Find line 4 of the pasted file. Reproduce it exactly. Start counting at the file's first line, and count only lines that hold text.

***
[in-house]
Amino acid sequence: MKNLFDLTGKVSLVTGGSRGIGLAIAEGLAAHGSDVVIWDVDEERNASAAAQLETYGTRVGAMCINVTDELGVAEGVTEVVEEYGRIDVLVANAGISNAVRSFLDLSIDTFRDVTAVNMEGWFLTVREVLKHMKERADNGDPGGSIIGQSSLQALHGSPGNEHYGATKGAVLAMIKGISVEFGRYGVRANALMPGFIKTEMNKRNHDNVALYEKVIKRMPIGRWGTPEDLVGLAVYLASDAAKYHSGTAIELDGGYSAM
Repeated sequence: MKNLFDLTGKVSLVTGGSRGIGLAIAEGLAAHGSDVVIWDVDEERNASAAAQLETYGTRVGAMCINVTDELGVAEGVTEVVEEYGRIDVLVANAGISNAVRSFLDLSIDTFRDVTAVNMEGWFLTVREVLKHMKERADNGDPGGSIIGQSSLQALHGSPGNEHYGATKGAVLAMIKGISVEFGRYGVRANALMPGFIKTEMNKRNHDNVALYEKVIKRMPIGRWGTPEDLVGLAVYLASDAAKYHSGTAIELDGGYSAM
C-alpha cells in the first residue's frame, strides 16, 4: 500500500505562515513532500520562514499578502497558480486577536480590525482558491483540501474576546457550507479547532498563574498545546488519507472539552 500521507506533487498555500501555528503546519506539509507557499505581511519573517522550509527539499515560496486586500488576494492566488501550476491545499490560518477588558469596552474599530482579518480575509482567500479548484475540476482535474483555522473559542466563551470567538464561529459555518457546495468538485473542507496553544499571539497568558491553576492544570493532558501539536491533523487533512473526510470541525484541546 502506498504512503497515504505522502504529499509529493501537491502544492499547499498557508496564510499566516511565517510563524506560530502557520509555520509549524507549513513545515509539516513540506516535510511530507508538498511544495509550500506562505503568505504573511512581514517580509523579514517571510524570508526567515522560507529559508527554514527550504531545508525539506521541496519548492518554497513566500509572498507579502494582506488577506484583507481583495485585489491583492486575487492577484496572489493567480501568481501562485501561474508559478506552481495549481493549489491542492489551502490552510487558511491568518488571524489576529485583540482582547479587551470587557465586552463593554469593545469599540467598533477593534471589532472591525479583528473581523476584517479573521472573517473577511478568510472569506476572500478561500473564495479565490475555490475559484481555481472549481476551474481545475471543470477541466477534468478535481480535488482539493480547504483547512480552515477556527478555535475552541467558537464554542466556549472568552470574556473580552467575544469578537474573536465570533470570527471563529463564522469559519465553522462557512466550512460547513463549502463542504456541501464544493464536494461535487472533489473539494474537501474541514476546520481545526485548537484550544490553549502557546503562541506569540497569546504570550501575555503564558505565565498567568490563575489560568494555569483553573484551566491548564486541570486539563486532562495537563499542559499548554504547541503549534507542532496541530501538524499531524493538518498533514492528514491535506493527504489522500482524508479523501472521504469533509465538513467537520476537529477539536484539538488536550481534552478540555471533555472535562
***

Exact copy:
C-alpha cells in the first residue's frame, strides 16, 4: 500500500505562515513532500520562514499578502497558480486577536480590525482558491483540501474576546457550507479547532498563574498545546488519507472539552 500521507506533487498555500501555528503546519506539509507557499505581511519573517522550509527539499515560496486586500488576494492566488501550476491545499490560518477588558469596552474599530482579518480575509482567500479548484475540476482535474483555522473559542466563551470567538464561529459555518457546495468538485473542507496553544499571539497568558491553576492544570493532558501539536491533523487533512473526510470541525484541546 502506498504512503497515504505522502504529499509529493501537491502544492499547499498557508496564510499566516511565517510563524506560530502557520509555520509549524507549513513545515509539516513540506516535510511530507508538498511544495509550500506562505503568505504573511512581514517580509523579514517571510524570508526567515522560507529559508527554514527550504531545508525539506521541496519548492518554497513566500509572498507579502494582506488577506484583507481583495485585489491583492486575487492577484496572489493567480501568481501562485501561474508559478506552481495549481493549489491542492489551502490552510487558511491568518488571524489576529485583540482582547479587551470587557465586552463593554469593545469599540467598533477593534471589532472591525479583528473581523476584517479573521472573517473577511478568510472569506476572500478561500473564495479565490475555490475559484481555481472549481476551474481545475471543470477541466477534468478535481480535488482539493480547504483547512480552515477556527478555535475552541467558537464554542466556549472568552470574556473580552467575544469578537474573536465570533470570527471563529463564522469559519465553522462557512466550512460547513463549502463542504456541501464544493464536494461535487472533489473539494474537501474541514476546520481545526485548537484550544490553549502557546503562541506569540497569546504570550501575555503564558505565565498567568490563575489560568494555569483553573484551566491548564486541570486539563486532562495537563499542559499548554504547541503549534507542532496541530501538524499531524493538518498533514492528514491535506493527504489522500482524508479523501472521504469533509465538513467537520476537529477539536484539538488536550481534552478540555471533555472535562